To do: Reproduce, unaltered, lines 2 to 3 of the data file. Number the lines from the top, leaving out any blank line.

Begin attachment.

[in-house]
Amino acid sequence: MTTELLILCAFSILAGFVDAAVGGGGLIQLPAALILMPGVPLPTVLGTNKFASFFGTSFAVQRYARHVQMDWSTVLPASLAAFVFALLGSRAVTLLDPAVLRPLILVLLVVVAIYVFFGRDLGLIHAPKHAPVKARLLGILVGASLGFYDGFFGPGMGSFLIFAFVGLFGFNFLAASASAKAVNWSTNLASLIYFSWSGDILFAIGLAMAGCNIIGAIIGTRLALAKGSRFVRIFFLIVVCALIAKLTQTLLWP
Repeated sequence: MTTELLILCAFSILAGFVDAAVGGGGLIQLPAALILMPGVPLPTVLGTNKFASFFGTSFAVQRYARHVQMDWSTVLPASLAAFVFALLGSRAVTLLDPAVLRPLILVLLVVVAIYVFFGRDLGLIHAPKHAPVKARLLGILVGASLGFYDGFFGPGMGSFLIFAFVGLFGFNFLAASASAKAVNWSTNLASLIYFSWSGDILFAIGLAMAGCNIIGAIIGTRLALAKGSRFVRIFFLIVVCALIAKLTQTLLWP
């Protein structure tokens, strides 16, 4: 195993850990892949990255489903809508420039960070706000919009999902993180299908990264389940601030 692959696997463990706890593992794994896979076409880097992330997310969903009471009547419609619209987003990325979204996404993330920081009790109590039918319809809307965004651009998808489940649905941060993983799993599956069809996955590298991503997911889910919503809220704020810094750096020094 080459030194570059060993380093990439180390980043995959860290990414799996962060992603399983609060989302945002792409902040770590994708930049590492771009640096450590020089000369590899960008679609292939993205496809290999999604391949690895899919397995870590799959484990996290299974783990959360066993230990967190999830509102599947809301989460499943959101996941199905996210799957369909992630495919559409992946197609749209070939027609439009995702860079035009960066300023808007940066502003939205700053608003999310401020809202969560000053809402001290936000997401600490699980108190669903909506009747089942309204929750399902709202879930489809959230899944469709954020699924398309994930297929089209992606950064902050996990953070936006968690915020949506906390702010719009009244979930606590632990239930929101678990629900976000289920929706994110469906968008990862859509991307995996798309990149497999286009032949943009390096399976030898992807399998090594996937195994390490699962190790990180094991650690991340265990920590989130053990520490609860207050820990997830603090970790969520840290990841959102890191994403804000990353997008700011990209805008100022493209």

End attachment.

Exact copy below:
Amino acid sequence: MTTELLILCAFSILAGFVDAAVGGGGLIQLPAALILMPGVPLPTVLGTNKFASFFGTSFAVQRYARHVQMDWSTVLPASLAAFVFALLGSRAVTLLDPAVLRPLILVLLVVVAIYVFFGRDLGLIHAPKHAPVKARLLGILVGASLGFYDGFFGPGMGSFLIFAFVGLFGFNFLAASASAKAVNWSTNLASLIYFSWSGDILFAIGLAMAGCNIIGAIIGTRLALAKGSRFVRIFFLIVVCALIAKLTQTLLWP
Repeated sequence: MTTELLILCAFSILAGFVDAAVGGGGLIQLPAALILMPGVPLPTVLGTNKFASFFGTSFAVQRYARHVQMDWSTVLPASLAAFVFALLGSRAVTLLDPAVLRPLILVLLVVVAIYVFFGRDLGLIHAPKHAPVKARLLGILVGASLGFYDGFFGPGMGSFLIFAFVGLFGFNFLAASASAKAVNWSTNLASLIYFSWSGDILFAIGLAMAGCNIIGAIIGTRLALAKGSRFVRIFFLIVVCALIAKLTQTLLWP